“Native populations created the Amazon that we know today,” says Neves. “They took from the forest in a way that was very productive.”
Evidence of using controlled fire to clear undergrowth or increase the abundance of certain species in tropical forests around the world offers more proof that, as Patrick Roberts, leader of the isoTROPIC Research Group at the Max Planck Institute for Geoanthropology, puts it, “people actually lived in and with tropical forests… using them, changing them, from at least 45,000 years ago.” Evidence found in tropical forest regions such as Borneo, New Guinea and the lowlands of Sri Lanka are together changing our perspectives on the role these environments have played in our past, he says.
Ancient people used fire to modify vegetation and also moved plants and animals, says Roberts, author of the 2021 book Jungle: How Tropical Forests Shaped World History – and Us. In it, he argues that over millennia, tropical forests have shaped almost every aspect of life on earth and provides compelling evidence showing how humans evolved in jungle landscapes, developing systems of agriculture and infrastructure. Aside from domesticating certain species, people preserved patches of forest for hunting and gathering, maintaining a very mixed diet. “Even once we get to urbanism, we frequently see these very mixed landscapes, with cultivation supporting the urban network.”
While tropical forest archaeology paints a fascinating, much more complete picture of Indigenous Peoples interacting with their environment, perhaps the most salient question today remains: How does this knowledge help guide us in present-day policy-making?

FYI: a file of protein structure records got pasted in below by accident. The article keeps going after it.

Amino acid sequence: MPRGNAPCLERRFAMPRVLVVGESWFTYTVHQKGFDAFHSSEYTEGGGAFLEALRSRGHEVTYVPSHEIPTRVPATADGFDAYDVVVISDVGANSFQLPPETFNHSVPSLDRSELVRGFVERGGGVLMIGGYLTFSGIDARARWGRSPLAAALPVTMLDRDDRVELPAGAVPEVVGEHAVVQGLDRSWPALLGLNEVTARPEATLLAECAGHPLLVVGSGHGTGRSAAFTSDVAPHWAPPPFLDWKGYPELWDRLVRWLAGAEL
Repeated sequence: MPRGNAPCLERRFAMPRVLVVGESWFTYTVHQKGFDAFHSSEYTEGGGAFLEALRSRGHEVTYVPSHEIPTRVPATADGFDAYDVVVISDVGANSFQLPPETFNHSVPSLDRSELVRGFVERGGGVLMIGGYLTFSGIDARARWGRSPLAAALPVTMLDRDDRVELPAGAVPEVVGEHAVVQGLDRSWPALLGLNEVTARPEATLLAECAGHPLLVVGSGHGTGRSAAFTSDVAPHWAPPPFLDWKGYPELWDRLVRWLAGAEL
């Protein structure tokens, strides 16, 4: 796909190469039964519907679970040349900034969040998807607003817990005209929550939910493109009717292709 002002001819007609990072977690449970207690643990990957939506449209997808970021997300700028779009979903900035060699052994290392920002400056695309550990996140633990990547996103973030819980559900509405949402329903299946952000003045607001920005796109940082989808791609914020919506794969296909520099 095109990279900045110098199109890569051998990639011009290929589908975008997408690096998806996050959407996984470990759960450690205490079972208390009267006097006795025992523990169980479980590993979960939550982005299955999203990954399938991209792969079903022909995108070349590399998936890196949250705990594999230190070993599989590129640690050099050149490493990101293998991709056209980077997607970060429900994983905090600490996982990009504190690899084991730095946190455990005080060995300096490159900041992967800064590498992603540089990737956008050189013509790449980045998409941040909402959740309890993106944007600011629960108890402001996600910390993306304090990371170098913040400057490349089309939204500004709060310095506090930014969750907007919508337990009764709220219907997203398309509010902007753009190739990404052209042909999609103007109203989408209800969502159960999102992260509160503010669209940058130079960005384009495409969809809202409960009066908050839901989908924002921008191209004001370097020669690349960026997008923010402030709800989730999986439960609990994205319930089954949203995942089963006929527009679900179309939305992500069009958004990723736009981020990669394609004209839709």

Conservation policies, for example, are only beginning to support Indigenous Peoples’ rights based on this information.
“Ten years ago, some famous conservation biologists were really upset with the things that we (archeologists) said,” says Neves. “They said, ‘Oh you guys are just providing a blueprint for the Amazon to be destroyed when you say a lot of people can live there.’”
That attitude is now changing. “Most conservation biologists have a different perspective and have accepted the idea that there’s no contradiction between protecting an area and having traditional societies living [there]. Actually, the opposite. To protect the Amazon, we have to have some measure of human interference.”
He emphasizes that policymakers need to pay attention and learn from the forest’s traditional societies, river-dwellers, rubber tappers and Indigenous Peoples, some of whom – like the Kuikiro people of the Xingu region – are still creating ADEs.